Families are under severe financial strain which causes all sorts of stressors and knock-on effects. From a food security perspective, obviously losing the lake’s fisheries over time is a big blow but I will say it seems that farmed fish is really replacing lake fish.

Fish farming has grown so much that lately the annual farmed fish yield is about equal to the freshwater catch. But, while I’m no agricultural expert, I imagine that if the flood pulse totally stopped it could have some really negative impacts on crops grown in the lake’s flood plains.

Lastly, from an environmental standpoint, it’s not like the lake is going to disappear or anything like that. But this really unique ecological situation, this “beating heart” phenomenon could disappear. And we’ll keep seeing a drop in biodiversity with more and more species of fish and animals being lost.

Sao Phal Niseiy: This is the matter of life and death when it comes to the dying of the Tonle Sap Lake with a really complex ecosystem. Has enough action been taken to save the lake?  Is it too late?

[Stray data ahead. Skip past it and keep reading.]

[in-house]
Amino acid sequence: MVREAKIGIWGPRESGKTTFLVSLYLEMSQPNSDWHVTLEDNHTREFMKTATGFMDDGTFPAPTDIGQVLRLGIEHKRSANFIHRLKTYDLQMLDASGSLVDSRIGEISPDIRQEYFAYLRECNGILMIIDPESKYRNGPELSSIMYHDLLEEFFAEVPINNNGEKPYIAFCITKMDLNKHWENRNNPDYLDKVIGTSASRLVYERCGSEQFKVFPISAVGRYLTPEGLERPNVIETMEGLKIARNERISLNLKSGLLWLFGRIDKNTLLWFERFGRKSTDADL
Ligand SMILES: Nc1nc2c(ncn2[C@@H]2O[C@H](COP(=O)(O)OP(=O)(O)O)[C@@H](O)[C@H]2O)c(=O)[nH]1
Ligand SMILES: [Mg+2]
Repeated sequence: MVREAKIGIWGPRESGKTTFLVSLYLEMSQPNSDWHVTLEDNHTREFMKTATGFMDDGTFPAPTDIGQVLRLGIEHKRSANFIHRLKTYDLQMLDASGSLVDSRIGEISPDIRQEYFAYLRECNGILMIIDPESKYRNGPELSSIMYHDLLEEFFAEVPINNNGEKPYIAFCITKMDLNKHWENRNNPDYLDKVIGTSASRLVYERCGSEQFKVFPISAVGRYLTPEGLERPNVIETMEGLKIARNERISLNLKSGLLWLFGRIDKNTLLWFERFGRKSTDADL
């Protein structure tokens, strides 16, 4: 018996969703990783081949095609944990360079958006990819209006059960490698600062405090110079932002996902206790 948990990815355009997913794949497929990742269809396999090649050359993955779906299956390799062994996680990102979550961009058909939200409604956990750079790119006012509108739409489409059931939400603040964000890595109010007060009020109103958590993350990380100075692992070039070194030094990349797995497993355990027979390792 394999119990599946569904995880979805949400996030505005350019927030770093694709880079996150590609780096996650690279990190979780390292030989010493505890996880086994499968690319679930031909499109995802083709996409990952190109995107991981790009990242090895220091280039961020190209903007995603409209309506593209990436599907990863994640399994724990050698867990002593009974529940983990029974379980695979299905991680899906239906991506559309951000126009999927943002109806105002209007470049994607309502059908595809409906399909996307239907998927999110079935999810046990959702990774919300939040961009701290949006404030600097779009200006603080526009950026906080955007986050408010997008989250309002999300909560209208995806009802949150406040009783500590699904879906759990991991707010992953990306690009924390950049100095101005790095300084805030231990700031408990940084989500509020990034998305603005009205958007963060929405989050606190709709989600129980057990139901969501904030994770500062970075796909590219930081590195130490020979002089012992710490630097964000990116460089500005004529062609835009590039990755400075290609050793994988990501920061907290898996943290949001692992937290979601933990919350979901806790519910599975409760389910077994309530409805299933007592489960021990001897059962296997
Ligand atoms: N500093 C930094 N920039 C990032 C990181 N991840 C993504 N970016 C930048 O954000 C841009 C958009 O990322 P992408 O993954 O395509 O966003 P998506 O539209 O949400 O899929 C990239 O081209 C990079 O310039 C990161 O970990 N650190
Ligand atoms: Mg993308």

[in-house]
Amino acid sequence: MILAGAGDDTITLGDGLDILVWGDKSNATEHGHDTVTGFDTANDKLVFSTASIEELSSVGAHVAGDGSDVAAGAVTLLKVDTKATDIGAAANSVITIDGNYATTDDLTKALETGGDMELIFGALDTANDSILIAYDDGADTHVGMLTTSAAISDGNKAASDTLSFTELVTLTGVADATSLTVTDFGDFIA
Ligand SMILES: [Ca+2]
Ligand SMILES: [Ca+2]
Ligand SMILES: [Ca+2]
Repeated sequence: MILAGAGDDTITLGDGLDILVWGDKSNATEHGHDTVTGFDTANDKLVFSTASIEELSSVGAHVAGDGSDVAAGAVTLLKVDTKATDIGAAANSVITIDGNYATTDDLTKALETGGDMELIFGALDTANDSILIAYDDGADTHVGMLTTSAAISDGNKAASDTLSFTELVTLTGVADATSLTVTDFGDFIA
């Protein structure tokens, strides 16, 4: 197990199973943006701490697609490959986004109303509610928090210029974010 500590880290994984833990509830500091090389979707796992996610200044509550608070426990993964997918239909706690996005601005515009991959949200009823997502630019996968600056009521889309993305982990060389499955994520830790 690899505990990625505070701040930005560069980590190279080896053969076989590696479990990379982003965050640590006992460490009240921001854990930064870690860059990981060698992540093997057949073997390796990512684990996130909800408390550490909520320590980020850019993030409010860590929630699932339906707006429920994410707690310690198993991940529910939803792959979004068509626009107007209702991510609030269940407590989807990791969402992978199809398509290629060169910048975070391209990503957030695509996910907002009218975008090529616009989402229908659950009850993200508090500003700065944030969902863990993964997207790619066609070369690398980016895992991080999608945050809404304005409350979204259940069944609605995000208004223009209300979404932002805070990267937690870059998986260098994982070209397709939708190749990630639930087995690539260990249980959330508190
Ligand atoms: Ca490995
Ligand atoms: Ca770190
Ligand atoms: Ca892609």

Abby Seiff: For the sake of the millions who depend on it, I really hope it is not too late. But I don’t feel that enough action has been taken.

Sao Phal Niseiy: If it is not too late, what practical and sustainable solutions you think Cambodia can carry out to urgently reverse the trend?

Abby Seiff: Some of this, like climate change, is totally out of Cambodia’s control but other aspects definitely can be helped.

Cambodia has committed not to build any mainstem Mekong dams, which is an important step. Even better would be to stop building tributary dams, which can also have a huge downstream impact as we’ve seen with the Lower Sesan 2.